One of the imposing responsibilities of being a dad is the irreplaceable way I impact my kids’ lives. There is very little that is more rewarding than seeing the best parts of me come to life in my kids. It has been among my greatest joys to watch my daughter share in my love for music and to see the son I just taught how to cast for fish do the same for his little brother.
Unfortunately, it’s not just the best parts of me that they imitate. I believe there is little more humiliating than seeing my kids imitate the worst parts of me: patterns of weakness, selfishness, and immaturity. I’m not sure even the best among us are immune to this experience. Here are 5 negative effects of fathers on their kids.
Bringing Our Baggage
No one grows up in an impeccable home with a perfect upbringing. To some extent, all of us bring baggage from our childhood into our adult lives. It often can be seen in the coping mechanisms that have gotten us through hard times, the unfulfilled dreams we project onto our kids, or the consequences of abuse and addictions. If we don’t unpack it (which sometimes requires the help of a counselor), one of the negative effects of fathers on their kids is this: Our baggage will create baggage for them.
No dad likes to see his kids hurt. While it may seem like a rite of passage to take your kid to the emergency room for a cast or some stitches, we’d all rather not go there. That being said, there’s a fine line between not wanting your kids to suffer and attempting to shield them from all of it. When we protect our kids from every potential negative consequence, they may not develop the ability to handle adversity.
Kids are unpredictable. In many circumstances, this is a blessing—when we see them demonstrate wonder, creativity, and compassion in extraordinary ways. But in the same ways they can amaze us, they can frustrate us by their immaturity and irresponsibility. Inevitably, we will find ourselves on the verge of losing it when they put a hole in the wall or spill cranberry juice on the white carpet. If we give in to the temptation to lose it, we shouldn’t be shocked when our kids imitate this behavior either by treating their siblings the same way or by becoming unreasonably hard on themselves.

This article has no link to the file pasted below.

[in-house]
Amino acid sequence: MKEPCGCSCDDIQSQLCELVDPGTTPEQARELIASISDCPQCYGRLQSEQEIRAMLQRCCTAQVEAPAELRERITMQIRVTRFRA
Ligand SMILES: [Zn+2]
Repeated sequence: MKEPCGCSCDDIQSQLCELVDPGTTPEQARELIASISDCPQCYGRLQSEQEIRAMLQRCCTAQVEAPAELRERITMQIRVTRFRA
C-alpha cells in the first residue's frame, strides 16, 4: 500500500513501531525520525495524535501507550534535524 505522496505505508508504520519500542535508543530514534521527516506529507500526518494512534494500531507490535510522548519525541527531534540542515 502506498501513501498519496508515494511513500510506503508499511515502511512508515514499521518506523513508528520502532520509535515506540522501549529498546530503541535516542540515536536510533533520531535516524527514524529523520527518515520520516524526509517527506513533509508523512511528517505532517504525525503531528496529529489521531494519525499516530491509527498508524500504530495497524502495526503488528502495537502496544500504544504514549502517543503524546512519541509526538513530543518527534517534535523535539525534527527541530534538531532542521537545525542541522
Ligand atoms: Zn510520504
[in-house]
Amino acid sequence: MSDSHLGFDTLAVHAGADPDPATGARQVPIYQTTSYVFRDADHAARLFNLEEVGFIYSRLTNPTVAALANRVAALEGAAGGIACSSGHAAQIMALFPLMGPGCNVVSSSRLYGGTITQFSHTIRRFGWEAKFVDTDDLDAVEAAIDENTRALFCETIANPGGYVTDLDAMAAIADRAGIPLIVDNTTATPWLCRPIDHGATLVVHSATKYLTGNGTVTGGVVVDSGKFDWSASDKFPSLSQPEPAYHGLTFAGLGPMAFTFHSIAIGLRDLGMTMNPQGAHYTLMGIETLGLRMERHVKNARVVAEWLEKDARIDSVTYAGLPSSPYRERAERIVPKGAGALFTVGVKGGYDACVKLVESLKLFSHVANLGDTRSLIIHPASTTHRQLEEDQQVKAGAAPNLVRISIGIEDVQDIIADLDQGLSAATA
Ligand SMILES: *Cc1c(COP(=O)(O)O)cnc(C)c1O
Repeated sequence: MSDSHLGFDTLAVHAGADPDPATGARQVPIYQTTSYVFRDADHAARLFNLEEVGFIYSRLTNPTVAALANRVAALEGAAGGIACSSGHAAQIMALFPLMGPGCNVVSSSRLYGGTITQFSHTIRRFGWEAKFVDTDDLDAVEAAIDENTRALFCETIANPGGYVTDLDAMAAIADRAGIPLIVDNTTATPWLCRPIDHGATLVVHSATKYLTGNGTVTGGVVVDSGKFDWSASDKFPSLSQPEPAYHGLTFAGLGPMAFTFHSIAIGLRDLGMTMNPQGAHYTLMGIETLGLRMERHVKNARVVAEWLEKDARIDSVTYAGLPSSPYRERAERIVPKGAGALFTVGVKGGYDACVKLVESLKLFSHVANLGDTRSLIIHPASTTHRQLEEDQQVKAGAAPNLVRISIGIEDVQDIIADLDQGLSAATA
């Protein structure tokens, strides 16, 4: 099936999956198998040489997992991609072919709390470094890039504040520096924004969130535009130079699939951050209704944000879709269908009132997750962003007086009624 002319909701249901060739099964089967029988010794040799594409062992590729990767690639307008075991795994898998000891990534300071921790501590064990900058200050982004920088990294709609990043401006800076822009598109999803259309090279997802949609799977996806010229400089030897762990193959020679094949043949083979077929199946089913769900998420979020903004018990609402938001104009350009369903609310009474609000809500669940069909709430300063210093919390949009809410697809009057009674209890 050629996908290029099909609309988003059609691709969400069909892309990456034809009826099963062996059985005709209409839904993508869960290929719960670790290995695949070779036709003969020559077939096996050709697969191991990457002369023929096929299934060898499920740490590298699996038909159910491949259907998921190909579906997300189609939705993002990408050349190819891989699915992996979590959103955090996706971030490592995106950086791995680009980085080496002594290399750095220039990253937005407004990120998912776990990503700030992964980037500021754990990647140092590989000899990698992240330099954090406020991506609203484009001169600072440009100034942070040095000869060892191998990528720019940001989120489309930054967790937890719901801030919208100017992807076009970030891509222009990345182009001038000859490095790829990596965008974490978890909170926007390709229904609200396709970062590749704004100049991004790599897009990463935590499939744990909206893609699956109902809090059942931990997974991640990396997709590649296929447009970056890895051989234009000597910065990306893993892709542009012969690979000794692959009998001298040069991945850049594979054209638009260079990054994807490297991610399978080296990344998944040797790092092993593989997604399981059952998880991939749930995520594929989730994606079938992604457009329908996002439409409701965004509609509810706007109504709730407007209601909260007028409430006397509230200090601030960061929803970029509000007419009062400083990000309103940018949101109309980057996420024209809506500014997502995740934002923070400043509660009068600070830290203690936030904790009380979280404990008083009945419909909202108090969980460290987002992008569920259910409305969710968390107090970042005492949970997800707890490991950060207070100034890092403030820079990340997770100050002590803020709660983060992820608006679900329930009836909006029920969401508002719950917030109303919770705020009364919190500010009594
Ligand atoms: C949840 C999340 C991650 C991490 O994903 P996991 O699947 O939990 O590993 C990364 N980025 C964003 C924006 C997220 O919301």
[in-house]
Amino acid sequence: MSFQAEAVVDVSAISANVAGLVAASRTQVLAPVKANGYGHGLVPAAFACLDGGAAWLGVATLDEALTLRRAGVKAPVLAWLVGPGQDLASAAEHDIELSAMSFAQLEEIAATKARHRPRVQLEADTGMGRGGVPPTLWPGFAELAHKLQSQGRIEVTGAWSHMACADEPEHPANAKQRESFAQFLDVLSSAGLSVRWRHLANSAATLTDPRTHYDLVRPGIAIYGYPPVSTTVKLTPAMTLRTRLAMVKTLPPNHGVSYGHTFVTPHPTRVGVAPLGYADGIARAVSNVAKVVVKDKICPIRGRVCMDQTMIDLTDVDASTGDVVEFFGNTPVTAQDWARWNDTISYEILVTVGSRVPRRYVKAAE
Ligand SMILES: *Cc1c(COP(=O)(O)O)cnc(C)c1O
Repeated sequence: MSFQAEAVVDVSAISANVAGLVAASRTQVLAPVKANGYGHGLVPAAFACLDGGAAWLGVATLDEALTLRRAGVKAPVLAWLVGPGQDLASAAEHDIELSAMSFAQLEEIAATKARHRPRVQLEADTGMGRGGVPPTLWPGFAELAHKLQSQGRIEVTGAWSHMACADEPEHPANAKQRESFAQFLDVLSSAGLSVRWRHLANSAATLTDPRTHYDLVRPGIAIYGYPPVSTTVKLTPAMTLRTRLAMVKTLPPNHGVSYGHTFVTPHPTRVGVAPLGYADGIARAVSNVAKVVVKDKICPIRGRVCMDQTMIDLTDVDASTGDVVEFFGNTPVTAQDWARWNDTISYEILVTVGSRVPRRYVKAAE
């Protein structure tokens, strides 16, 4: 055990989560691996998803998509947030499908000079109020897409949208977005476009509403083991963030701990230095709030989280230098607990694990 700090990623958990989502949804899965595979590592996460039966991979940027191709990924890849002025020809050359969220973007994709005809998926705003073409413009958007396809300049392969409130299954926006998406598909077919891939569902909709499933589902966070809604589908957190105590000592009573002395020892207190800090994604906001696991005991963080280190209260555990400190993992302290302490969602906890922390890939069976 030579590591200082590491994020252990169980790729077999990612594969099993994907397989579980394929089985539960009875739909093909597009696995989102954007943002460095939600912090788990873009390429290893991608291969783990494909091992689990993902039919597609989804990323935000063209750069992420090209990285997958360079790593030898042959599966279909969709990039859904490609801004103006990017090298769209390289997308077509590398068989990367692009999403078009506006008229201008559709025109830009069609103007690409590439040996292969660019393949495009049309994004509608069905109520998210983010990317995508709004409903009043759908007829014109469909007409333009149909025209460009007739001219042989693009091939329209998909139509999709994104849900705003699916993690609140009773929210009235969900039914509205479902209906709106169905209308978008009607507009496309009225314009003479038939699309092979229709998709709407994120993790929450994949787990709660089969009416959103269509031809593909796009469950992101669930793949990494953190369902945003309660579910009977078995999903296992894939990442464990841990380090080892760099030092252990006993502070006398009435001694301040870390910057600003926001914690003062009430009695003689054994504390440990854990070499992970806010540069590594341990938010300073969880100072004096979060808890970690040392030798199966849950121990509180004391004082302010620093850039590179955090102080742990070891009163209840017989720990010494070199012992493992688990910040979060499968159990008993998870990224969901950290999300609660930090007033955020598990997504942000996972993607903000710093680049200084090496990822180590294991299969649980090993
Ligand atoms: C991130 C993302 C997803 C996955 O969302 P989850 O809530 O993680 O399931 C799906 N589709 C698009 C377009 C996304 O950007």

Kids should know they can count on their dads. If we tell them we’re going to take them out somewhere or play a game with them and don’t follow through on it, they may get upset with us and start to believe we can’t be counted on. If that’s the effect not following through on little things can have, imagine the impact on our kids when we lie about more serious things. If kids can’t trust their dads to be honest and upfront, the effects of fathers on their later lives can be disastrous.
Excusing Our Own Bad Behavior
Wouldn’t it be nice if at the moment we became dads, all our bad behaviors simply disappeared? Unfortunately, habits ingrained in us are generally harder to shake. As a result, we find ourselves swearing in front of our kids or they catch us sneaking a lustful glance at the waitress while we’re out for pizza. The temptation in these moments will be to explain away the behavior. But the effects of fathers who do this can be harmful. Instead of taking responsibility and admitting our weaknesses, we are teaching them that hypocrisy is the norm in our homes.
Sound off: Where do you need to work at being a better dad to your kids?
Huddle Up Question
Huddle up with your kids and ask, “What do I do well as a dad and what can I improve?”